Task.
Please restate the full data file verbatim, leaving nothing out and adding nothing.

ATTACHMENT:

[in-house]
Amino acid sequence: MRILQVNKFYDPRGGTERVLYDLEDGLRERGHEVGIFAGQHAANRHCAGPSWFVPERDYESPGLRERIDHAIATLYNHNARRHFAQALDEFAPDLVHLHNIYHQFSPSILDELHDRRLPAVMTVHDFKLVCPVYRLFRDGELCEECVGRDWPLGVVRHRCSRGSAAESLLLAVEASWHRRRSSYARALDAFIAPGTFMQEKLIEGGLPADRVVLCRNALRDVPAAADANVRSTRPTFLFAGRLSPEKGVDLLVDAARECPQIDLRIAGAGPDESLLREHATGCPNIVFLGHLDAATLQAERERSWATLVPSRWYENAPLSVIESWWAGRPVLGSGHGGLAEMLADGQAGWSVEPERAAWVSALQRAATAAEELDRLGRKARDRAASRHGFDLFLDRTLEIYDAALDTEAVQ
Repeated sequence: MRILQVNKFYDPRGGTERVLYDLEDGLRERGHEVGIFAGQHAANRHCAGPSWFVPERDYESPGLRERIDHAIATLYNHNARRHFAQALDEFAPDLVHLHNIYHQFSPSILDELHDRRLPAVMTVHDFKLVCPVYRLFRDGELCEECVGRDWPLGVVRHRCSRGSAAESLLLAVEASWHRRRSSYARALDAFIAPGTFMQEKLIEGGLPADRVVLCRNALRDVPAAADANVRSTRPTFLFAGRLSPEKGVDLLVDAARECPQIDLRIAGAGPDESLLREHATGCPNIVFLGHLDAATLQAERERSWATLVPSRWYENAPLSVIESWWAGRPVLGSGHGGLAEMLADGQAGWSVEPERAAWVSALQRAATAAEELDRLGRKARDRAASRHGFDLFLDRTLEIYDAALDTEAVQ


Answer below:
[in-house]
Amino acid sequence: MRILQVNKFYDPRGGTERVLYDLEDGLRERGHEVGIFAGQHAANRHCAGPSWFVPERDYESPGLRERIDHAIATLYNHNARRHFAQALDEFAPDLVHLHNIYHQFSPSILDELHDRRLPAVMTVHDFKLVCPVYRLFRDGELCEECVGRDWPLGVVRHRCSRGSAAESLLLAVEASWHRRRSSYARALDAFIAPGTFMQEKLIEGGLPADRVVLCRNALRDVPAAADANVRSTRPTFLFAGRLSPEKGVDLLVDAARECPQIDLRIAGAGPDESLLREHATGCPNIVFLGHLDAATLQAERERSWATLVPSRWYENAPLSVIESWWAGRPVLGSGHGGLAEMLADGQAGWSVEPERAAWVSALQRAATAAEELDRLGRKARDRAASRHGFDLFLDRTLEIYDAALDTEAVQ
Repeated sequence: MRILQVNKFYDPRGGTERVLYDLEDGLRERGHEVGIFAGQHAANRHCAGPSWFVPERDYESPGLRERIDHAIATLYNHNARRHFAQALDEFAPDLVHLHNIYHQFSPSILDELHDRRLPAVMTVHDFKLVCPVYRLFRDGELCEECVGRDWPLGVVRHRCSRGSAAESLLLAVEASWHRRRSSYARALDAFIAPGTFMQEKLIEGGLPADRVVLCRNALRDVPAAADANVRSTRPTFLFAGRLSPEKGVDLLVDAARECPQIDLRIAGAGPDESLLREHATGCPNIVFLGHLDAATLQAERERSWATLVPSRWYENAPLSVIESWWAGRPVLGSGHGGLAEMLADGQAGWSVEPERAAWVSALQRAATAAEELDRLGRKARDRAASRHGFDLFLDRTLEIYDAALDTEAVQ